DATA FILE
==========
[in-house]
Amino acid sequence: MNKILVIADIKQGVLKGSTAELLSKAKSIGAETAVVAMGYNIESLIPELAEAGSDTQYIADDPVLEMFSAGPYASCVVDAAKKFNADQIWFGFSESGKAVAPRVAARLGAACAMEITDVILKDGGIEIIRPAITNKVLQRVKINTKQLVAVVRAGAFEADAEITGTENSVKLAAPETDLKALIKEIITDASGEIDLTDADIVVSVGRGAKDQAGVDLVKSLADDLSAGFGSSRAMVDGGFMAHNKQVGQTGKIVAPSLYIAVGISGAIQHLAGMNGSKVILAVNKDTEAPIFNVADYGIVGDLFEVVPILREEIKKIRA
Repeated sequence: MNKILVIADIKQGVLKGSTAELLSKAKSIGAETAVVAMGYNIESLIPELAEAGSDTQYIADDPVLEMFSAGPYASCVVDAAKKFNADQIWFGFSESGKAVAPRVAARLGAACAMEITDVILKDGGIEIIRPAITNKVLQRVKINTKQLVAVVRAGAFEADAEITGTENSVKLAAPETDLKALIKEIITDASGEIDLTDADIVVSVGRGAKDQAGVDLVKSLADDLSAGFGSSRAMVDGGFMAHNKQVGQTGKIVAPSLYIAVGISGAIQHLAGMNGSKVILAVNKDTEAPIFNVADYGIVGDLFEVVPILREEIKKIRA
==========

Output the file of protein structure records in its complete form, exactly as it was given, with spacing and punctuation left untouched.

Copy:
[in-house]
Amino acid sequence: MNKILVIADIKQGVLKGSTAELLSKAKSIGAETAVVAMGYNIESLIPELAEAGSDTQYIADDPVLEMFSAGPYASCVVDAAKKFNADQIWFGFSESGKAVAPRVAARLGAACAMEITDVILKDGGIEIIRPAITNKVLQRVKINTKQLVAVVRAGAFEADAEITGTENSVKLAAPETDLKALIKEIITDASGEIDLTDADIVVSVGRGAKDQAGVDLVKSLADDLSAGFGSSRAMVDGGFMAHNKQVGQTGKIVAPSLYIAVGISGAIQHLAGMNGSKVILAVNKDTEAPIFNVADYGIVGDLFEVVPILREEIKKIRA
Repeated sequence: MNKILVIADIKQGVLKGSTAELLSKAKSIGAETAVVAMGYNIESLIPELAEAGSDTQYIADDPVLEMFSAGPYASCVVDAAKKFNADQIWFGFSESGKAVAPRVAARLGAACAMEITDVILKDGGIEIIRPAITNKVLQRVKINTKQLVAVVRAGAFEADAEITGTENSVKLAAPETDLKALIKEIITDASGEIDLTDADIVVSVGRGAKDQAGVDLVKSLADDLSAGFGSSRAMVDGGFMAHNKQVGQTGKIVAPSLYIAVGISGAIQHLAGMNGSKVILAVNKDTEAPIFNVADYGIVGDLFEVVPILREEIKKIRA